The NSA may have ruined Internet security, but Silent Circle is leading the way in pushing non-standardised encryption. Tom Brewster says this is the way forward
If you break something, you almost always pay a price. Or die before you have to.
The NSA broke encryption algorithms and shoved them out into the world, harming the security of the Internet in general, according to reports. Super slow clap there. But what price will the intelligence agency pay?
It doesn’t care too much about being widely despised. It has always been thus, no? The biggest price will be the degradation of its ability to intercept and decode messages. That’s because anyone who really cares about privacy will never trust anything the NSA puts its mitts on.
That is why Silent Circle, co-founded by PGP legend Phil Zimmerman, is working with insanely smart mathematicians to forge new methods for elliptic curve cryptography.
In a fantastically anti-establishment blog post (one which quotes musician Richard Thompson and fantasy writer James Branch Cabell), Silent Circle’s other co-founder Jon Callas fretted about pieces of cryptography the NSA is believed to have toyed with – Dual Elliptic Curve Deterministic Random Bit Generation and elliptic curve mathematics in NSA Suite B.
The NSA was accused of subverting encryption standards and having them delivered to the world via the National Institute of Standards and Technology (NIST). Silent Circle’s answer to this, Callas said, is to implement a non-NIST cipher suite.
It said it would be replacing its use of AES with a different cipher called Twofish, a symmetric key block cipher that was never adopted as a standard. It will also stop using the SHA-2 hashing algorithms, instead using Skein, which Callas helped design. But the most exciting thing is that it is working on fresh approaches to elliptic curve cryptography, which it will be sharing with the world in the “relatively near future”.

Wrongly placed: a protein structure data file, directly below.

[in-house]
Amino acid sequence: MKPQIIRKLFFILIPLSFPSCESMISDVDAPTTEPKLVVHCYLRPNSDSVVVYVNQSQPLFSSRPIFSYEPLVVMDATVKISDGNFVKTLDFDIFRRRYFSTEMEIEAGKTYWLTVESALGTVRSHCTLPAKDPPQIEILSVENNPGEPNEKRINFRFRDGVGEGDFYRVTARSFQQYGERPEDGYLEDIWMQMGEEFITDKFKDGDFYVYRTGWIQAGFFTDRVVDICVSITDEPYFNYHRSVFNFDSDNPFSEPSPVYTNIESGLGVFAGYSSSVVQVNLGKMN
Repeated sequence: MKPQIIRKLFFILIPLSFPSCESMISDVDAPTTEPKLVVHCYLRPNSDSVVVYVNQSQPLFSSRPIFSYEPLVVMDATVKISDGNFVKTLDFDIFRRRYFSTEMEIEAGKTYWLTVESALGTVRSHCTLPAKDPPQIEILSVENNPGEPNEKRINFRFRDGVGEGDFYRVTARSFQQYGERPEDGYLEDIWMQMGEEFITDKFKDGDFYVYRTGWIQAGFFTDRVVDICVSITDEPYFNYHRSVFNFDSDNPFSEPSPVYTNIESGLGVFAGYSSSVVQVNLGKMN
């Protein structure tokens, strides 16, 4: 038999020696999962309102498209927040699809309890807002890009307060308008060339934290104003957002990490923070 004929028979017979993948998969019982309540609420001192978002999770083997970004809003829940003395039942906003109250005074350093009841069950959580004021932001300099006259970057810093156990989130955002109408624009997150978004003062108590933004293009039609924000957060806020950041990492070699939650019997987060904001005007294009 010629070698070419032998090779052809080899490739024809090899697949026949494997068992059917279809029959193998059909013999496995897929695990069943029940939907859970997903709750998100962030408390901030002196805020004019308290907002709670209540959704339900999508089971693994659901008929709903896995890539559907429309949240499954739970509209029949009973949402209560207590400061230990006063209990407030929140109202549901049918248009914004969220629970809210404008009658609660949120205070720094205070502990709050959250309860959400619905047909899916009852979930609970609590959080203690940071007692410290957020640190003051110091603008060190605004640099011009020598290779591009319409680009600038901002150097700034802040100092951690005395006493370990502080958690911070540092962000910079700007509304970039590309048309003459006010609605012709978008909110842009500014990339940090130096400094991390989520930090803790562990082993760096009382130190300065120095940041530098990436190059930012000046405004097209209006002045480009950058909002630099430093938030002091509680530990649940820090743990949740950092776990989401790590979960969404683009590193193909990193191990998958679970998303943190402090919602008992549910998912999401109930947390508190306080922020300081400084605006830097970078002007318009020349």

“The old cipher suites will remain in our systems. We’re not going to get rid of them, but the new ones will be the default in our services,” Callas added. “We understand there are gentlepersons who will disagree with our decision, so we’re not completely getting rid of the existing crypto.
“It doesn’t mean we think less of our friends at NIST, whom we have the utmost respect for; they are victims the NSA’s perfidy, along with the rest of the free world.”
Schneier would be impressed
This is exactly the kind of response to the NSA leaks that fellow crypto hero Bruce Schneier, who helped design the Twofish cipher, was calling for. Engineers, removed as far as possible from government, are the ones who can now create and spread ciphers as far and wide as possible, making the Internet secure again.
If they can create new forms of the NSA’s much-beloved elliptic curve cryptography – which is based on the extreme difficulty of finding the “discrete logarithm” of some randomly chosen point on an elliptic curve – the likes of Silent Circle will no doubt be laughing their backsides off.
But Silent Circle remains a small organisation, one that gains a lot of money from private businesses and public sector organisations. To get us to the point where Schneier and many others want us (i.e. where encryption can be trusted again), all vendors with a privacy conscience should either follow in the footsteps of Zimmerman and Callas or get in their own crypto geeks to implement non-standardised encryption, sharing it with whomever they choose.
The answer for those who want to avoid the NSA’s all-seeing eyes, it seems, is for organisations to stop treating encryption as some esoteric art, embrace it and support as many forms as possible. Want to do it right? Do it yourself, or get yourself a geek.
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